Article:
Users like to know what is going on with their order. Ensure correspondance throughout the order/delivery process and you will maintain good customer loyalty. Let them know their order has successfully been received, when it has been dispatched and then follow up after the estimated delivery date to verify that everything went smoothly (you could use this opportunity to obtain reviews, feedback and upsell).

Action Point: Build a system that allows the user to view their order status online, as well as receive e-mail notifications throughout the process.

Mistake 7: Litter your site with banners

A good e-commerce site should be usable, simple and not draw attention away from the primary methods of navigation. Use a couple of banners or hero images by all means, but don’t over-power the user with more than they can see at a glance. When you walk into a shop, you may see the featured products in display cases near the front – but you wouldn’t be surrounded by several products encapsulated in powerful colours all in one go!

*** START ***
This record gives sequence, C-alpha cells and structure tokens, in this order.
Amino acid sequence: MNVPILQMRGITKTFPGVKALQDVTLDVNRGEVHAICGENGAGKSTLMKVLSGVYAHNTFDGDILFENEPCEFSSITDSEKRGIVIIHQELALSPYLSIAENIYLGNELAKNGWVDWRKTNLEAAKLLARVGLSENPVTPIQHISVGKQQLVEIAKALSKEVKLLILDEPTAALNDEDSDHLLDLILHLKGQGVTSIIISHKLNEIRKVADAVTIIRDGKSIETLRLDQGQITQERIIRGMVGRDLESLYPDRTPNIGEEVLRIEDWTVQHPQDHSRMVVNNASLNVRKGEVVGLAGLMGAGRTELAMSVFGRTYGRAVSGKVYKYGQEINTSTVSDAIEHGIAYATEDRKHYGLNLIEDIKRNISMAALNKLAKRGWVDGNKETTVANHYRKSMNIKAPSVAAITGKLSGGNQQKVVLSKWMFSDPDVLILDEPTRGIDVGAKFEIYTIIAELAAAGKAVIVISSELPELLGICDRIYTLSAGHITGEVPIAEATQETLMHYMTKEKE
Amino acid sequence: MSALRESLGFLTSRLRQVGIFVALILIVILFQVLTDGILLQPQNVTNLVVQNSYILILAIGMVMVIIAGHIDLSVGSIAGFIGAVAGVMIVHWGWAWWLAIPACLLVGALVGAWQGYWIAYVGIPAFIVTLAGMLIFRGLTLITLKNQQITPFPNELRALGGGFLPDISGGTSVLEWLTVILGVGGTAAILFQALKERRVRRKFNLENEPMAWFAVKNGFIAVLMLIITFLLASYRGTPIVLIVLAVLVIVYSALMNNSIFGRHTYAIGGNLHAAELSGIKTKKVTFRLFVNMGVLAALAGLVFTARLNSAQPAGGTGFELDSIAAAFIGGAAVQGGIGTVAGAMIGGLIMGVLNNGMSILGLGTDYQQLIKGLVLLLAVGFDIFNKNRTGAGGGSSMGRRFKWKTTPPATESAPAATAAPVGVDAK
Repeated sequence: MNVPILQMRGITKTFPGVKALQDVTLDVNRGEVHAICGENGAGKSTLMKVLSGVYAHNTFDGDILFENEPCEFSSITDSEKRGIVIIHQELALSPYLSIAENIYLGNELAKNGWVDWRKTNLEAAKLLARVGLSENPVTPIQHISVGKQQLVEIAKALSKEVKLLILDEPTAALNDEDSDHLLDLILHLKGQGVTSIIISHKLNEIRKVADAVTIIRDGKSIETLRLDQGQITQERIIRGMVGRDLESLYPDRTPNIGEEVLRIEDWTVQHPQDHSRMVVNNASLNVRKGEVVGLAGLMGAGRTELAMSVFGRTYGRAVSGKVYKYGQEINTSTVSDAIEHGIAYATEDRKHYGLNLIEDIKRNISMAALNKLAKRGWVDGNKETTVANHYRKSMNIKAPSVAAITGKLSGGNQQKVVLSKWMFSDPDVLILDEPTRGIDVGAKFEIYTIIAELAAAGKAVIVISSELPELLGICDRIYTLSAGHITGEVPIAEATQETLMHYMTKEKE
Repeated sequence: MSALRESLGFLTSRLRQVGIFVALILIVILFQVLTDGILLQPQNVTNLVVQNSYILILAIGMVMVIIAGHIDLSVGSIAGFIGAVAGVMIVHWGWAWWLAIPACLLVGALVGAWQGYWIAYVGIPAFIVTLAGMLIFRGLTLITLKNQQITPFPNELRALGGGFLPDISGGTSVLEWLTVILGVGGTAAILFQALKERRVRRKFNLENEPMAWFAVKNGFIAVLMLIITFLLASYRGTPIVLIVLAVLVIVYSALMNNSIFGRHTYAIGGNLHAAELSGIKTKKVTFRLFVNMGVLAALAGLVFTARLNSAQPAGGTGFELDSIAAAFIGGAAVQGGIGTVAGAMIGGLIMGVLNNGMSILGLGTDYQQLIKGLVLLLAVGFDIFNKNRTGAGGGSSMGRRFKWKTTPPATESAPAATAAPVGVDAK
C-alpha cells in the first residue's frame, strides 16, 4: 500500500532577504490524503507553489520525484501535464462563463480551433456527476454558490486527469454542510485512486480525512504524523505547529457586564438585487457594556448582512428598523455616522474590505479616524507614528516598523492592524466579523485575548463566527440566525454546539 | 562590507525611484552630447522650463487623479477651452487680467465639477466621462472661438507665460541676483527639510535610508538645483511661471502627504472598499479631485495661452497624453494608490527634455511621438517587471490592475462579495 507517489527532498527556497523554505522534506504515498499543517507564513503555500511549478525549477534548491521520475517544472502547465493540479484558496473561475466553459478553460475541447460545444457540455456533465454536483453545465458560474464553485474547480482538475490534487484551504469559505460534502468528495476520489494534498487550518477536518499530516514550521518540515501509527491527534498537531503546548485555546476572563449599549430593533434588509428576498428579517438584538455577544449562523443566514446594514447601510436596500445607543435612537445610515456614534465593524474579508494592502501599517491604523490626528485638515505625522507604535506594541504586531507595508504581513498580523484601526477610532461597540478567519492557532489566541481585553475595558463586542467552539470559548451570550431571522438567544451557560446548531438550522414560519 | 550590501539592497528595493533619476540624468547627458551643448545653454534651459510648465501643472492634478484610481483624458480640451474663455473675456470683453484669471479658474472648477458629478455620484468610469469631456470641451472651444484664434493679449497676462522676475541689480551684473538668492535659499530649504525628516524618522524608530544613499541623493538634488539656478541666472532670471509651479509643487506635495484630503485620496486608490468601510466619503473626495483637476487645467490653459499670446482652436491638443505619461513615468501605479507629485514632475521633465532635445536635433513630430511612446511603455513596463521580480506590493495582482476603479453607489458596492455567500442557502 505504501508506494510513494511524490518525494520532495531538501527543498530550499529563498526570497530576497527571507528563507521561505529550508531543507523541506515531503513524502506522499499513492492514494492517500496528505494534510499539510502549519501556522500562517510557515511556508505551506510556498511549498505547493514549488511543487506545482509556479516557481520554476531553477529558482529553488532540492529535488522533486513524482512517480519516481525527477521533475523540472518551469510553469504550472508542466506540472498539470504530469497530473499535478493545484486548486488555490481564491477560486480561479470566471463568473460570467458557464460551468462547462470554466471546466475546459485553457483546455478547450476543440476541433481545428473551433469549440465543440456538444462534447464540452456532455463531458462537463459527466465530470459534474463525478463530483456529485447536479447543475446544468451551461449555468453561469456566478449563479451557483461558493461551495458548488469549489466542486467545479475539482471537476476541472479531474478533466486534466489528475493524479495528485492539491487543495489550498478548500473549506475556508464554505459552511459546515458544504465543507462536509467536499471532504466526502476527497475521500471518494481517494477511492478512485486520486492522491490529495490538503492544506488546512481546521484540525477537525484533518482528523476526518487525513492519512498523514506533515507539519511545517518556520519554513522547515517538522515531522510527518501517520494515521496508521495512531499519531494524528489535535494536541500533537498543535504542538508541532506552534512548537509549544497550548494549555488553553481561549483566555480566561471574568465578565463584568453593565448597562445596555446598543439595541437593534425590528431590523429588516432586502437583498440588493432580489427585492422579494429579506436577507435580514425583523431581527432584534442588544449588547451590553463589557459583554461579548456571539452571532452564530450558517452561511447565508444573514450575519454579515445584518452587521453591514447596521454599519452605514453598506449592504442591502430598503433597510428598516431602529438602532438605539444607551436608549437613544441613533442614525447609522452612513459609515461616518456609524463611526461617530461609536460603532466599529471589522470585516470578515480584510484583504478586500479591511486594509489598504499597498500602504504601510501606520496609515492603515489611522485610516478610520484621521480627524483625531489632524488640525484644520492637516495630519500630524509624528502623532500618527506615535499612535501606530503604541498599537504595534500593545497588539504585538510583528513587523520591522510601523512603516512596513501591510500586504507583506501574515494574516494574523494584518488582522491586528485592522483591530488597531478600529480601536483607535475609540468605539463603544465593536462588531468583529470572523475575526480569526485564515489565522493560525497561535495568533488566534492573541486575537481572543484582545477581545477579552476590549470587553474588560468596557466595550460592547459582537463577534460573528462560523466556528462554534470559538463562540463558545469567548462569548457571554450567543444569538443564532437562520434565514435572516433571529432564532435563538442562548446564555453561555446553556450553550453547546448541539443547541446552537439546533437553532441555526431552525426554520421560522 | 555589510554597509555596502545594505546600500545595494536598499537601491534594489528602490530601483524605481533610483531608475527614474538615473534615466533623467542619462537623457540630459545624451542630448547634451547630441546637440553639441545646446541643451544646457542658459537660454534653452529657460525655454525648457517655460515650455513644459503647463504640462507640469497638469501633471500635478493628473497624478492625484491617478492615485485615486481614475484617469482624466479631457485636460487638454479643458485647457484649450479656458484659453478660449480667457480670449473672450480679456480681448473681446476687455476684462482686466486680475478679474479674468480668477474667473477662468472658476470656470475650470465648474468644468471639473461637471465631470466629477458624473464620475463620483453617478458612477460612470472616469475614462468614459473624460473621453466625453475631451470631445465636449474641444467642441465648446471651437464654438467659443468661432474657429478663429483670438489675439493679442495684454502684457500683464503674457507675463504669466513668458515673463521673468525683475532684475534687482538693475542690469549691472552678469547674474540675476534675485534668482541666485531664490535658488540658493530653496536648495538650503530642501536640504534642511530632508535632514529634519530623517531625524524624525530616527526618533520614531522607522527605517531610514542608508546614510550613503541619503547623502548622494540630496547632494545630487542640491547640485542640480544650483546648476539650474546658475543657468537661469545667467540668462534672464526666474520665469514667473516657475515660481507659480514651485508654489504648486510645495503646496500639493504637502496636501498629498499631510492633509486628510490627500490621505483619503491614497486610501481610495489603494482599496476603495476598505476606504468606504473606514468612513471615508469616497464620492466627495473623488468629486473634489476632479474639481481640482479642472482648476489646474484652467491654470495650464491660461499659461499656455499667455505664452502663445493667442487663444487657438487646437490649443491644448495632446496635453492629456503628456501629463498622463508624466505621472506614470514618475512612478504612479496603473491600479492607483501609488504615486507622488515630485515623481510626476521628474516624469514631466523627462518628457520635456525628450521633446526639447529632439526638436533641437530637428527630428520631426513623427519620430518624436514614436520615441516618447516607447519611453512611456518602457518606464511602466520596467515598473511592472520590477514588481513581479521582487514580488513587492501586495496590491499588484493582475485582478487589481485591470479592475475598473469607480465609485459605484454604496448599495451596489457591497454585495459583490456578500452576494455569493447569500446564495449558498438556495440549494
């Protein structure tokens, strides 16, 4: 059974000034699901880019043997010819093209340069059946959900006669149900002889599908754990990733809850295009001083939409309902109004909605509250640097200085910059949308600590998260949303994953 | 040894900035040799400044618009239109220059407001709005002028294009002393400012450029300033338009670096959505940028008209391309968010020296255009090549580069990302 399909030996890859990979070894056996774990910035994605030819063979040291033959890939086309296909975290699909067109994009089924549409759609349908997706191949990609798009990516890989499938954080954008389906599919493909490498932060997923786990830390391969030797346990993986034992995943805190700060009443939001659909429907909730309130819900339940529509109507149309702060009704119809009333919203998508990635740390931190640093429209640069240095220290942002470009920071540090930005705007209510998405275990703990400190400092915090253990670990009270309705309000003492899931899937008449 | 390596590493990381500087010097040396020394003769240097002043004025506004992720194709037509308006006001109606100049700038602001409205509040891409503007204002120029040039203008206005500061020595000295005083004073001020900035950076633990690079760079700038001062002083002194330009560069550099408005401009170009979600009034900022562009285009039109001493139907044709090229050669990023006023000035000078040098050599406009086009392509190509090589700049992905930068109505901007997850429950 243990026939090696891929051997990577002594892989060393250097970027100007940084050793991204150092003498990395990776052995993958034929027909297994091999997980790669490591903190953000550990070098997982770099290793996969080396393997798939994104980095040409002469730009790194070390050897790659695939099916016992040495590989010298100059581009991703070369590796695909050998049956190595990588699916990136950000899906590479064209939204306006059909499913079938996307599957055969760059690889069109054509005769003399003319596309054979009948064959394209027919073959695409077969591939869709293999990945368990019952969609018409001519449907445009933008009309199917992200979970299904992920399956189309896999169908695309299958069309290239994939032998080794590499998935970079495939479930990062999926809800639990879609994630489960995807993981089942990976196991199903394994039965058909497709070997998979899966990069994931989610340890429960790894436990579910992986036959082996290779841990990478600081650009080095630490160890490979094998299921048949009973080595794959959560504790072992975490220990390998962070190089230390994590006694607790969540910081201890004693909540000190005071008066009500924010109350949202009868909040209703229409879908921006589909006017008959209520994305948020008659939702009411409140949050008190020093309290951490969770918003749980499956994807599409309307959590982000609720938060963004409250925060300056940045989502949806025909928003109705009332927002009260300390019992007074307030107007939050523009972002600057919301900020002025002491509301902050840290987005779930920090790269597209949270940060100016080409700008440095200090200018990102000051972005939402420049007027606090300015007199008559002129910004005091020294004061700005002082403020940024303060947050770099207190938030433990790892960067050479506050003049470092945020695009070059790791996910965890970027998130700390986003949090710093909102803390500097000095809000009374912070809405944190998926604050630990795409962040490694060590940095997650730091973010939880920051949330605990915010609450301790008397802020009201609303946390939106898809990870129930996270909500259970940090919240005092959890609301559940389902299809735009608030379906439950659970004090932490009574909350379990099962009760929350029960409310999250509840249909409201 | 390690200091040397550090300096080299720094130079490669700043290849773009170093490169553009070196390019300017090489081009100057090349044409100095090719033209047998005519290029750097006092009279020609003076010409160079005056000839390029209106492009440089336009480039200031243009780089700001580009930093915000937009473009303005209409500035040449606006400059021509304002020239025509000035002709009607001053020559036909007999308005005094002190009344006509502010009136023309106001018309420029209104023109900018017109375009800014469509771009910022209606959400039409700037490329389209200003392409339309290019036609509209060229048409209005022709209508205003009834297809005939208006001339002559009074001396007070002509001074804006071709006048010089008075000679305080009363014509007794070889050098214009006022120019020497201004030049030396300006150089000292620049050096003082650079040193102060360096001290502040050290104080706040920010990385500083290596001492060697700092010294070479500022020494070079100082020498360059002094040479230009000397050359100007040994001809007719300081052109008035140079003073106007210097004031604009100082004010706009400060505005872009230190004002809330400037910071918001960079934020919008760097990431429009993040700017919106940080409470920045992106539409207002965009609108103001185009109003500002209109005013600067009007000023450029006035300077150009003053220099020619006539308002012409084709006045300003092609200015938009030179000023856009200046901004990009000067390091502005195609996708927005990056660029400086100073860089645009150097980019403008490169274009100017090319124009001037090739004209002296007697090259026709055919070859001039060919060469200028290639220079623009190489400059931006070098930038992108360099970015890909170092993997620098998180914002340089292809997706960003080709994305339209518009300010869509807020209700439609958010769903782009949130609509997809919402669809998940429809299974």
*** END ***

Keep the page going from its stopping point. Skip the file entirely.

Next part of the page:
Action Point: Reduce the banners you have on your site, ensuring you only focus on the products that you really want to push. Use Search Engine Optimisation to optimise other products, as well as other methods such as upselling, related products and featured products (not using banners, but in a list!)

Mistake 8: Store, transmit or process card details yourself (PCI-DSS Compliancy)

Unless you use a third party payment provider (such as Sage Pay) or one of the very very few off the shelf packages that are fully (PA-DSS) PCI compliant accompanied by PCI compliant hosting, or outsource development that goes through the rigourous PA-DSS audits (which can cost tens of thousands) then I doubt your e-commerce site is PCI compliant. This didn’t affect smaller businesses so much this time last year, but as of 1st July 2010 PCI compliancy is now mandatory and anyone not compliant can undergo a PCI audit which can cost enough to put you out of business, or have your full card processing capabilities revoked.

Action Point: Do not store, transmit or process ANY card details yourself unless you are 100% sure you are PCI compliant. If you aren’t too sure if you are or aren’t PCI compliant and don’t use a third party payment provider, then it is more than likely you are not. Do this immediately.

Mistake 9: Ignoring social media